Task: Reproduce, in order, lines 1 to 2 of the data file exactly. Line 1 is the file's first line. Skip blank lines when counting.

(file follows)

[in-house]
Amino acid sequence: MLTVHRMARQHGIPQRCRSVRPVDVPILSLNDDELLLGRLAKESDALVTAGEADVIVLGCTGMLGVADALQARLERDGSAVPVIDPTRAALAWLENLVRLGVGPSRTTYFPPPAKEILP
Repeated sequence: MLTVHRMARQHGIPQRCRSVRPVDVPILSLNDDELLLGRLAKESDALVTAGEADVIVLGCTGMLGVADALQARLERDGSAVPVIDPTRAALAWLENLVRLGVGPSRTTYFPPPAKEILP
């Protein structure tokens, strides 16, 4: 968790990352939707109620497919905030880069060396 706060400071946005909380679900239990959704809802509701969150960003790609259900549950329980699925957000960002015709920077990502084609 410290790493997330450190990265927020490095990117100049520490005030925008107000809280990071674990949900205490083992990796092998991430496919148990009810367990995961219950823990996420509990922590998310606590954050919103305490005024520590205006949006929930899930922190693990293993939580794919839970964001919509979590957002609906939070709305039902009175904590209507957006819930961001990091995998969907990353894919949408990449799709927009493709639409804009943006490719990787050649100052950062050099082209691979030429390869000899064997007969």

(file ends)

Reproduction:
[in-house]
Amino acid sequence: MLTVHRMARQHGIPQRCRSVRPVDVPILSLNDDELLLGRLAKESDALVTAGEADVIVLGCTGMLGVADALQARLERDGSAVPVIDPTRAALAWLENLVRLGVGPSRTTYFPPPAKEILP